Date: Wed, 04 Apr 2007 10:50:06 -0400 From: Fred W <malt_houndnospamo.com> Subject: Re: Octane ratings.....what's the truth?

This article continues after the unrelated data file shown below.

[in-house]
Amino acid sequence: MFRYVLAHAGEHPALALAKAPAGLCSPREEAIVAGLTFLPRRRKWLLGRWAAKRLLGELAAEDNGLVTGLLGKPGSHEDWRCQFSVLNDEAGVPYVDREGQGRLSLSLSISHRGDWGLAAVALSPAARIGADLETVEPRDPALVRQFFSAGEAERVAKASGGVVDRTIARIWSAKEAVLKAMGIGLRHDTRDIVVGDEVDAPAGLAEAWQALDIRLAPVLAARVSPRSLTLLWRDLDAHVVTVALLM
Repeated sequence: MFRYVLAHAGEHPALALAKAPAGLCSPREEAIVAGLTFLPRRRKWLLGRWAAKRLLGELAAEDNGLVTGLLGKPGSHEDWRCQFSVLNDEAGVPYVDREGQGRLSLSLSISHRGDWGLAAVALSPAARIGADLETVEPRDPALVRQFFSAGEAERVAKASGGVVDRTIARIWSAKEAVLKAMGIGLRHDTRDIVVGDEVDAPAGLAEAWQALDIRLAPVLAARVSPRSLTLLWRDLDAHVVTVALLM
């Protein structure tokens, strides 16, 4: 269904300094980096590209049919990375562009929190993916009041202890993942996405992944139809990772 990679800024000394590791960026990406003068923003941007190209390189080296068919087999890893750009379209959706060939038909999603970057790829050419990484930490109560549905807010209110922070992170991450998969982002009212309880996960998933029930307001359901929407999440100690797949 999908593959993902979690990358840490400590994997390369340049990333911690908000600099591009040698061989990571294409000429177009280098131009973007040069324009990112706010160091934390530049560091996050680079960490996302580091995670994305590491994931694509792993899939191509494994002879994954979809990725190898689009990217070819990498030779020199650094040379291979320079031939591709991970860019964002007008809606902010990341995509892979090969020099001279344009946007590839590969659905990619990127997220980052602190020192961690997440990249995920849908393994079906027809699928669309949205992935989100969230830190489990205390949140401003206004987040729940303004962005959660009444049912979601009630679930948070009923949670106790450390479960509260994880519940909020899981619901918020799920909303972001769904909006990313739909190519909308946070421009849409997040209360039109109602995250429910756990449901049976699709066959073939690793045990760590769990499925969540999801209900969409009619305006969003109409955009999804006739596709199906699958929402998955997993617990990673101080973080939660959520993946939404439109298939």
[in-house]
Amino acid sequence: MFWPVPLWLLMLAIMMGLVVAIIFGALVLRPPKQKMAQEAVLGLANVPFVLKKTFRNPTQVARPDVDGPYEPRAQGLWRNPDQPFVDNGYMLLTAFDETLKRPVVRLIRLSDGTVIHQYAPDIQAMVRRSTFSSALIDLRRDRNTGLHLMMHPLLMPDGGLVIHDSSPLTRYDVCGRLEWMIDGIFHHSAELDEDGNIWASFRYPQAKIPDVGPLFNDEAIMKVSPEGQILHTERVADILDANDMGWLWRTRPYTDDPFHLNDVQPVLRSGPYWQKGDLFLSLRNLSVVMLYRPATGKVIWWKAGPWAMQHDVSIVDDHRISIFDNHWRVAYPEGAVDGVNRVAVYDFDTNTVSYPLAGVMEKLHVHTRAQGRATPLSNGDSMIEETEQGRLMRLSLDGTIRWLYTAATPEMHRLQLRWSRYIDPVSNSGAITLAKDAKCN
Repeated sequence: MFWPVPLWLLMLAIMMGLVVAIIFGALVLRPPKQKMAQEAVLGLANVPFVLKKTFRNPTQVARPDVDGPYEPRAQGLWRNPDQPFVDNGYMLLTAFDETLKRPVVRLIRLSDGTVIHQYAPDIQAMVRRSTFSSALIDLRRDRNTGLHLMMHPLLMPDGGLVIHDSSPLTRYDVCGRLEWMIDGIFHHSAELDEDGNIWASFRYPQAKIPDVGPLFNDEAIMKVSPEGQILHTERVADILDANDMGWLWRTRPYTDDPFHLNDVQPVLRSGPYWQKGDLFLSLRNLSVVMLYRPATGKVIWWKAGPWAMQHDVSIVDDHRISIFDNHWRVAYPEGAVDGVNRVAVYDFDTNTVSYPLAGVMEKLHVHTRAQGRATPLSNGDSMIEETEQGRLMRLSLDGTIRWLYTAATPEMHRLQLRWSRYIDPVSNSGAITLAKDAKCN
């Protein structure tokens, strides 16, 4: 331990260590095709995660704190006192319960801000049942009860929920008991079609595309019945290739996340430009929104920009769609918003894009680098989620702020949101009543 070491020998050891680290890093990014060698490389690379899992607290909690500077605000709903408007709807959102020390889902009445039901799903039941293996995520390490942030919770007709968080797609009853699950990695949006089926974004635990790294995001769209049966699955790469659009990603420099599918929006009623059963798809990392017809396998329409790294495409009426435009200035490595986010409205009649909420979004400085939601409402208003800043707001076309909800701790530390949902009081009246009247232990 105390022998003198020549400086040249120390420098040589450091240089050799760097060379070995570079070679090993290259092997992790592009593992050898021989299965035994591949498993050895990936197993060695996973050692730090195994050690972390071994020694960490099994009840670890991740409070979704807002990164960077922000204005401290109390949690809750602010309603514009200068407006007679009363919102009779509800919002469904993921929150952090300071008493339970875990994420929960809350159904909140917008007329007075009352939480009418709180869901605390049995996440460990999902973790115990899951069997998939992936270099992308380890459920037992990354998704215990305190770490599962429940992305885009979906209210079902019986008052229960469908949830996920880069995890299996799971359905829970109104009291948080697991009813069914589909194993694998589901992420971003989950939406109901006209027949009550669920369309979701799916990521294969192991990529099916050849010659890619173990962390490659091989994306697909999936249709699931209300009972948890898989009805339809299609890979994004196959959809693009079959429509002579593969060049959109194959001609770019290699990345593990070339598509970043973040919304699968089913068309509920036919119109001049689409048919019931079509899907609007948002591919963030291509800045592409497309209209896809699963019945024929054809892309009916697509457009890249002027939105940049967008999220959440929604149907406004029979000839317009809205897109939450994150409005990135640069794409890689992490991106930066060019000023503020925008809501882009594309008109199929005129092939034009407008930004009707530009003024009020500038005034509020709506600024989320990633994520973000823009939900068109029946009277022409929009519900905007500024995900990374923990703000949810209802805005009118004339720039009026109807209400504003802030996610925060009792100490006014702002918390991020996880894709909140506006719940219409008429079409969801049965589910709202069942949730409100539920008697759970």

gerry wrote: > I know this is old stuff, but I would like some input (hopefully informed) > on current thinking, now that gas prices have skyrocketed and there is a > real financial significance that just didn't exist "in the olden days". > Here in British Columbia, Canada we are paying $1.17/litre in $Cdn or 1.17 x > 3.785 (l. / U.S. gal) x .86/1=$3.80 U.S. / U.S. gallon.....and that's for > regular. Let's look at about $4.10+ U.S. / U.S. gallon. Sounds like about the same prices they are paying in California. > The book for my car 2001 V70xc recommends a minimum octane (RON) of 91, and > I see regulars at 87 and mid-range at 89. If your owners manual says 91 RON, you should be OK with regular. Pump octane is RON+MON/2. RON is the higher of the two numbers in the numerator and is sometimes used in other countries as the pump octane displayed, hence it being quoted in your Volvo manual. > I listen to Radio Station KGO (San > Francisco) at night and often hear their science Guru Bill Wattenberg (PhD > etc. etc. knows all, et al) who says, "If it will run on regular, use > regular. A modern sophisticated car engine may not run initially that well, > but sensors will "re-tune" to the lower octane and will be fine.....no > damage.....no power loss.....no effect on warranty. The theory, as I > understand it is that "higher octane" doesn't mean more "power" in the gas, > it means elements added to adjust combustion rate. In his opinion higher > octanes are "generally speaking" a scam on automobile users perpetrated by > the oil companies and encouraged by the auto manufacturers. You can figure this out for your own situation yourself. Run a few tanks of regular, then a few tanks of midgrade over the same conditions. Keep track of your mileage and fuel costs (forget the # of gallons, it doesn't matter). Assuming the engine does not knock or ping, make the calculation for miles/$ instead of miles/gal. If you do better with the midgrade repeat the experiment with premium vs. midgrade. > > What's the consensus? > Who cares what the consensus is? Do you only vote for the projected winner in an election? Can't you form your own informed opinion? -- -Fred W